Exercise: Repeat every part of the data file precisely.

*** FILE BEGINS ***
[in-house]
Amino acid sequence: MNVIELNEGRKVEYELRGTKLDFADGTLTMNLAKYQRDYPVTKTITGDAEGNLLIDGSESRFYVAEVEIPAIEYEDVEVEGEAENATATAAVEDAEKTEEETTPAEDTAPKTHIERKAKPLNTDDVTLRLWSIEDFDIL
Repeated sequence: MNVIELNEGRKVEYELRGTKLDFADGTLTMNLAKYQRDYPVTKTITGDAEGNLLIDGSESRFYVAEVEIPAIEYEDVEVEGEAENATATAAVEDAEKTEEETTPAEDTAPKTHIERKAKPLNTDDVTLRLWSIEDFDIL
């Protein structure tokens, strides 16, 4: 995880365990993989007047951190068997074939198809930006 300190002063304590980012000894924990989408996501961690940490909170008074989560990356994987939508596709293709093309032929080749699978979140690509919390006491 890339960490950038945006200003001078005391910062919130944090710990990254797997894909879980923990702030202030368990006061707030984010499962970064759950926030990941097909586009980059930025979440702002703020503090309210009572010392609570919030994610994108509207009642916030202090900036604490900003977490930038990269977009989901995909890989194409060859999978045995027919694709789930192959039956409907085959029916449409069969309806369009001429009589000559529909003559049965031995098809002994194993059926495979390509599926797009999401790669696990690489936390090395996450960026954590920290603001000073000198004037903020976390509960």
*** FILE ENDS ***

[in-house]
Amino acid sequence: MNVIELNEGRKVEYELRGTKLDFADGTLTMNLAKYQRDYPVTKTITGDAEGNLLIDGSESRFYVAEVEIPAIEYEDVEVEGEAENATATAAVEDAEKTEEETTPAEDTAPKTHIERKAKPLNTDDVTLRLWSIEDFDIL
Repeated sequence: MNVIELNEGRKVEYELRGTKLDFADGTLTMNLAKYQRDYPVTKTITGDAEGNLLIDGSESRFYVAEVEIPAIEYEDVEVEGEAENATATAAVEDAEKTEEETTPAEDTAPKTHIERKAKPLNTDDVTLRLWSIEDFDIL
């Protein structure tokens, strides 16, 4: 995880365990993989007047951190068997074939198809930006 300190002063304590980012000894924990989408996501961690940490909170008074989560990356994987939508596709293709093309032929080749699978979140690509919390006491 890339960490950038945006200003001078005391910062919130944090710990990254797997894909879980923990702030202030368990006061707030984010499962970064759950926030990941097909586009980059930025979440702002703020503090309210009572010392609570919030994610994108509207009642916030202090900036604490900003977490930038990269977009989901995909890989194409060859999978045995027919694709789930192959039956409907085959029916449409069969309806369009001429009589000559529909003559049965031995098809002994194993059926495979390509599926797009999401790669696990690489936390090395996450960026954590920290603001000073000198004037903020976390509960």